Puritan and Neoclassical Literature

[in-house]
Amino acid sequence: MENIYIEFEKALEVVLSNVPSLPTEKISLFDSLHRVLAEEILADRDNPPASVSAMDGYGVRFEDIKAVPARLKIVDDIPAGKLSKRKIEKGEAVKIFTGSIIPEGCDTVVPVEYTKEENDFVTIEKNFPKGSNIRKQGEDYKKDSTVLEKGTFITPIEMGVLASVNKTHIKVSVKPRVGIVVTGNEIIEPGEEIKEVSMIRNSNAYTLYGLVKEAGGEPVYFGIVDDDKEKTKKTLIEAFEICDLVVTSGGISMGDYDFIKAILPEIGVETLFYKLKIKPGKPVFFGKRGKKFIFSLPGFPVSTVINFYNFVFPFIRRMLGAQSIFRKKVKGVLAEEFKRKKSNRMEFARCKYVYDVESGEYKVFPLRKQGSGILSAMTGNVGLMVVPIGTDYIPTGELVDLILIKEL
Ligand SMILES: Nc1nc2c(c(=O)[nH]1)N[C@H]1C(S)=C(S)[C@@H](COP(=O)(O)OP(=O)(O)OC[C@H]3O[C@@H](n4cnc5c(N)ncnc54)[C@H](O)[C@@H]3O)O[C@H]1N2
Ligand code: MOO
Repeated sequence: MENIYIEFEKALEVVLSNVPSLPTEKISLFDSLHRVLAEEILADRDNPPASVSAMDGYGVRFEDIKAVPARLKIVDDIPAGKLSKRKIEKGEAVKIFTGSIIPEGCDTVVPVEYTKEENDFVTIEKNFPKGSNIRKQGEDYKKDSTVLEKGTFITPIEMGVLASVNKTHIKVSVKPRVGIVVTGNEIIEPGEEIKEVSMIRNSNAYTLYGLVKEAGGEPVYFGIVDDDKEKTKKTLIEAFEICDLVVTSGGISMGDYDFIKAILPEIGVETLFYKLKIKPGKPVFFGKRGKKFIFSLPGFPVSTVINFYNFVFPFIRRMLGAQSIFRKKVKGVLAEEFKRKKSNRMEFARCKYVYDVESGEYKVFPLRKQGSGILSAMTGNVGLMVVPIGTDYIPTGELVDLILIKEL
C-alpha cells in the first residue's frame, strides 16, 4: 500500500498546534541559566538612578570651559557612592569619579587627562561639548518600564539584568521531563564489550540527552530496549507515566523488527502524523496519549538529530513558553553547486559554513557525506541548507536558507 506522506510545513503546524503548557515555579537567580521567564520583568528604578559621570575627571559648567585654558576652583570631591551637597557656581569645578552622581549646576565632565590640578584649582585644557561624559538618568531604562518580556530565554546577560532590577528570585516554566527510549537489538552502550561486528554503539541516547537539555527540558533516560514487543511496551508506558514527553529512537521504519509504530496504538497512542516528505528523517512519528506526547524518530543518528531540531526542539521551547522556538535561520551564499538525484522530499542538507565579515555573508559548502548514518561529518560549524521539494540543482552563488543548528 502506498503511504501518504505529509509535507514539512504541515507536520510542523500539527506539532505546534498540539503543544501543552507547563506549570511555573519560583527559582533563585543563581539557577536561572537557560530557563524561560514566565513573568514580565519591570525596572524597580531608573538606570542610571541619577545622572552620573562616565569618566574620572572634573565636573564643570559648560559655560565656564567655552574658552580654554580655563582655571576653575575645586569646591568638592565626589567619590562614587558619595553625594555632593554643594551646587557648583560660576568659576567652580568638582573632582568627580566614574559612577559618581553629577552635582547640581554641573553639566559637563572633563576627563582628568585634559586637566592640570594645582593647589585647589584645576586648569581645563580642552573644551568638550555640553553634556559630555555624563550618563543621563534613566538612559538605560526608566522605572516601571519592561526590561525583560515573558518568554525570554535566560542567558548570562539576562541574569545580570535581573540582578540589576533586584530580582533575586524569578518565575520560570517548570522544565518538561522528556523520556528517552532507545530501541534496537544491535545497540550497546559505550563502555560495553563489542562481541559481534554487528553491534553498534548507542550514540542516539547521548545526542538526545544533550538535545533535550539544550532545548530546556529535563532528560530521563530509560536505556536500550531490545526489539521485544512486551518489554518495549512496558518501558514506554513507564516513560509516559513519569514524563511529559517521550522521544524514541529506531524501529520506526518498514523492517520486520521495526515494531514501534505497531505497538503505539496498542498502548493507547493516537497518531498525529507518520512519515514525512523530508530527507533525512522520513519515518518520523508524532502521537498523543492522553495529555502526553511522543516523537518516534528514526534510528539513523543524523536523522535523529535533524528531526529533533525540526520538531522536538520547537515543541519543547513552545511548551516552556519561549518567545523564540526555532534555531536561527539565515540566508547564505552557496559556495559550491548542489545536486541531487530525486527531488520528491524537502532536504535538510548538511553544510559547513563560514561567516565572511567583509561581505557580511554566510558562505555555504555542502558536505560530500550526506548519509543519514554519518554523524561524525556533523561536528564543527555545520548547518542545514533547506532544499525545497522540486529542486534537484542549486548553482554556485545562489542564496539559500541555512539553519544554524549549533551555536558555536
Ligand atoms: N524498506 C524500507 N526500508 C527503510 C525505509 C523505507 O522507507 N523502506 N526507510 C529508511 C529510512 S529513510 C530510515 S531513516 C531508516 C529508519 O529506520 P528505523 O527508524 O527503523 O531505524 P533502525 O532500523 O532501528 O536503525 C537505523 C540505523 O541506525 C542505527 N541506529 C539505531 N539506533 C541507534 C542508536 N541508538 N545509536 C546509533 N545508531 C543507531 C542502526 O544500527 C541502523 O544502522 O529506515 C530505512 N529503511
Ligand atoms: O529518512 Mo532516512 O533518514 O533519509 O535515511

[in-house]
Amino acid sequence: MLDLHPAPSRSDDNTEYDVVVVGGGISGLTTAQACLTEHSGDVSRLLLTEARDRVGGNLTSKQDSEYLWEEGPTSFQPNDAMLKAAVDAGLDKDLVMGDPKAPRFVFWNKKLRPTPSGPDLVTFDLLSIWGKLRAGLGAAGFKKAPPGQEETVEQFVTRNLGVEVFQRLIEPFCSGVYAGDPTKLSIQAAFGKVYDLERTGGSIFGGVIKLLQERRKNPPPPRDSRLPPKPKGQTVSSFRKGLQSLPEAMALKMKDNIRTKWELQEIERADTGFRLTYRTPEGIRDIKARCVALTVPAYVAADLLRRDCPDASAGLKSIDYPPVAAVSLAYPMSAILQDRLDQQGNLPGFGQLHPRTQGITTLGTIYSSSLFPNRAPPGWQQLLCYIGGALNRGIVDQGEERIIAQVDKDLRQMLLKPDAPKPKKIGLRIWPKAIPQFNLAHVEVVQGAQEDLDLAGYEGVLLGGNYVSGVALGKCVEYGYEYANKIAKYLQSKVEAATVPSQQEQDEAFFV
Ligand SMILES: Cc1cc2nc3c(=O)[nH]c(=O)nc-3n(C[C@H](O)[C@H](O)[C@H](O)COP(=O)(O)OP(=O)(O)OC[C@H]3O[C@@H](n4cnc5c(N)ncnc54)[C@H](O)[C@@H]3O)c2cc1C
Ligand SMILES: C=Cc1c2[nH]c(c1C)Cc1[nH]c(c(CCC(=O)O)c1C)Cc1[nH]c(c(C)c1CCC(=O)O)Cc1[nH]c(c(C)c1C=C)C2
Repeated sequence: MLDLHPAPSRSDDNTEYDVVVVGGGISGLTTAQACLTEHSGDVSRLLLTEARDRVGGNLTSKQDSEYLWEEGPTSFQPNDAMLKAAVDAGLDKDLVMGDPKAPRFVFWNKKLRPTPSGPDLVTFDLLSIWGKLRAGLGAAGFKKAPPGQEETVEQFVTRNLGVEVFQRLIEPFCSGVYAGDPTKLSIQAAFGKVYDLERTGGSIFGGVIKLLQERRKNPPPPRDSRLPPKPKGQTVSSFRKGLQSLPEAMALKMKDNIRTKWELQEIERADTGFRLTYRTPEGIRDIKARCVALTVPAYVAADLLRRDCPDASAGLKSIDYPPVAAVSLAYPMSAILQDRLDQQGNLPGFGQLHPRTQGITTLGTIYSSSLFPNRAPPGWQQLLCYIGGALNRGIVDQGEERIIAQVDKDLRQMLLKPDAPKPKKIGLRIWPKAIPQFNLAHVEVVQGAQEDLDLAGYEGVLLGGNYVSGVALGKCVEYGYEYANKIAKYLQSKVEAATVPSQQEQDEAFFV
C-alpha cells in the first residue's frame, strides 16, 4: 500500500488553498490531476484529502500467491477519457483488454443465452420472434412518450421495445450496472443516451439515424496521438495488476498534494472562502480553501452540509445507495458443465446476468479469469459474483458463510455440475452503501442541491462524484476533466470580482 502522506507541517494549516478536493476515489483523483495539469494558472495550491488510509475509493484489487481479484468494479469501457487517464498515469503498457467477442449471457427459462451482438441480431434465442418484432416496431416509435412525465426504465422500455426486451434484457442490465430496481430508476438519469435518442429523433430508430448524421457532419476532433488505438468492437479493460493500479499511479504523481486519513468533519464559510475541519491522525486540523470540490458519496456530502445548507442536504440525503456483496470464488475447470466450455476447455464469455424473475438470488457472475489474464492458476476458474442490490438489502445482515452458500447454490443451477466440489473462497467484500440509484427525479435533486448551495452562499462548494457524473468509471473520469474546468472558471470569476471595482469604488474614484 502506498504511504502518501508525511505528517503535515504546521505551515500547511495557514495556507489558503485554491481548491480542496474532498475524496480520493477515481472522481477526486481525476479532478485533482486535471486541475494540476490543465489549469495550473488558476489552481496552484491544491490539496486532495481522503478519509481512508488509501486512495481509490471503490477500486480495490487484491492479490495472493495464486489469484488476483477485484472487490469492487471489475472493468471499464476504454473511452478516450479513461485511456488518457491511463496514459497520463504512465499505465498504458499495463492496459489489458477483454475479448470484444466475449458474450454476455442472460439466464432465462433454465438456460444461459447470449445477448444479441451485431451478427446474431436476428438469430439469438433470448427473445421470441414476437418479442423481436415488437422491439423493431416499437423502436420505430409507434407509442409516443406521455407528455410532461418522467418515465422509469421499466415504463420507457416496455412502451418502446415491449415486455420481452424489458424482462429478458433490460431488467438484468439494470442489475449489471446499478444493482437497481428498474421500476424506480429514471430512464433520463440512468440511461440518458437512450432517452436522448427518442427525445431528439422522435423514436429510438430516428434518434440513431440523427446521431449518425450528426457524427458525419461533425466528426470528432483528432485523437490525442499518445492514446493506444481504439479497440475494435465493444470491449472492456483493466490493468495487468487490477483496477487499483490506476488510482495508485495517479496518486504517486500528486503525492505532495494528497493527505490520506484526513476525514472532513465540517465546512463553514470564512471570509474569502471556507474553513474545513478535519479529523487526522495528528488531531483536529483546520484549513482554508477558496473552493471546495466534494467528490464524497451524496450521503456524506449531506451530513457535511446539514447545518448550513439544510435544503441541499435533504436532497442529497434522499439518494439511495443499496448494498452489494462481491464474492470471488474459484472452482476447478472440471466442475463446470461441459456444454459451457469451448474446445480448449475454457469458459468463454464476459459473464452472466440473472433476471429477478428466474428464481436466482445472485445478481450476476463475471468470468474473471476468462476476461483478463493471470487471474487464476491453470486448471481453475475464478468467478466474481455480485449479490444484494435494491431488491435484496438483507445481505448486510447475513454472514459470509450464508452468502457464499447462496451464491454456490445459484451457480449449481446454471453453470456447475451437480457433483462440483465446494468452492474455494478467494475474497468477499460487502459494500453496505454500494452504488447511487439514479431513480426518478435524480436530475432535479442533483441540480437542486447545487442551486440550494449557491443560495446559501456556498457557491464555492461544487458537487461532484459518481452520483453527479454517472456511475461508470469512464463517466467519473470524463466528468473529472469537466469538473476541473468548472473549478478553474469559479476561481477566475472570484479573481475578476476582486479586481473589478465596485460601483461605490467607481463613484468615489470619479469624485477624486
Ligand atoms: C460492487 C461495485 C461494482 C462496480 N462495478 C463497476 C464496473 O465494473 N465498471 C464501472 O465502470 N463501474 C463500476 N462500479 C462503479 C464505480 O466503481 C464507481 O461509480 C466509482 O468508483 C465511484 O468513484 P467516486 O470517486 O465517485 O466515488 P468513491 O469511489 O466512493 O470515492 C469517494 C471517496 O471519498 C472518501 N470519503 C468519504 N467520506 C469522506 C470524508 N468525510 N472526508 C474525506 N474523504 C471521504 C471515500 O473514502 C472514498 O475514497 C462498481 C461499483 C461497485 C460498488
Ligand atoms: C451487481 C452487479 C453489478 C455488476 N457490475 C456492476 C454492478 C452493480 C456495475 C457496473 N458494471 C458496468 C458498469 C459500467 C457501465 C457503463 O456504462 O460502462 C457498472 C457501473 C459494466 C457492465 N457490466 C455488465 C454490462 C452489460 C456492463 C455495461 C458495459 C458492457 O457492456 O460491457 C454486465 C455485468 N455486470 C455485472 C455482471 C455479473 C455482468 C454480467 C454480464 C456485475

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Puritan and Neoclassical Literature Since well before the United States became its own independent nation, the people of this land have worked to develop a purely unique identity. Part of the structure of this identity has been developed through the literature of American authors. When the Puritans came to the New World, they led a life that was focused on their religious beliefs. Through the course of time, the people of the British colonies developed an identity apart from both the homeland of England and their religious predecessors. Anne Bradstreet, a Puritan, was one of the first women writers to gain international fame as a New World writer. In her poem "Prologue" she writes about what it is like for a Puritan woman living in the New World. Ben Franklin, as exemplified in his autobiography, was one of the most outspoken writers of the neoclassical periods. In comparing the writings of people from each of those periods of American history, scholars can gain a better understanding of what life was like for those individuals and their companions. As a Puritan woman, Anne Bradstreet was reared in a religion where women were subservient to men, life was hard, and the whole of one's life was centered on The Bible. In her poem "The Prologue," Bradstreet writes that her desire to be a poet is against the norm for women of her time. Men around her say that "my hand a needle better fits" (Bradstreet line 32). Not only does she speak about the rigorous nature of her
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